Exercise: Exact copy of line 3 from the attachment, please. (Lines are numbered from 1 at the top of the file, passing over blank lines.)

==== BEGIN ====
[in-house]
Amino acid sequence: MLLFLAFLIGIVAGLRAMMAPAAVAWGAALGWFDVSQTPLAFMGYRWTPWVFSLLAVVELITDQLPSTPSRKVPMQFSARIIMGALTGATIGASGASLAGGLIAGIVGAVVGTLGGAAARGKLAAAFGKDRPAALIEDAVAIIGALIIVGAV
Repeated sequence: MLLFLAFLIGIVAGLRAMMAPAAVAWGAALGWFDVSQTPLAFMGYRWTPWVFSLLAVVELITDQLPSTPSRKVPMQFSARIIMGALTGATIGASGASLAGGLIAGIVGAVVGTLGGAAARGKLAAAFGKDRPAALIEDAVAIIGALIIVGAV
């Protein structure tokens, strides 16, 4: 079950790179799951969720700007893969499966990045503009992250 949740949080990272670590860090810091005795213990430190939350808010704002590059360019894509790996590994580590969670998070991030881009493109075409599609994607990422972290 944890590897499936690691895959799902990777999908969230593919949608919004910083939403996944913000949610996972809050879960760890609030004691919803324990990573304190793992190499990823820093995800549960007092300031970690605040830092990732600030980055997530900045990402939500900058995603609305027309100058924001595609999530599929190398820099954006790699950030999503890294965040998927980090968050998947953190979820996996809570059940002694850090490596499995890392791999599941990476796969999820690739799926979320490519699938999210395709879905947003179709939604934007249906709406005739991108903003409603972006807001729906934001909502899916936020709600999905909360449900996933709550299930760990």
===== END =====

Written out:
Repeated sequence: MLLFLAFLIGIVAGLRAMMAPAAVAWGAALGWFDVSQTPLAFMGYRWTPWVFSLLAVVELITDQLPSTPSRKVPMQFSARIIMGALTGATIGASGASLAGGLIAGIVGAVVGTLGGAAARGKLAAAFGKDRPAALIEDAVAIIGALIIVGAV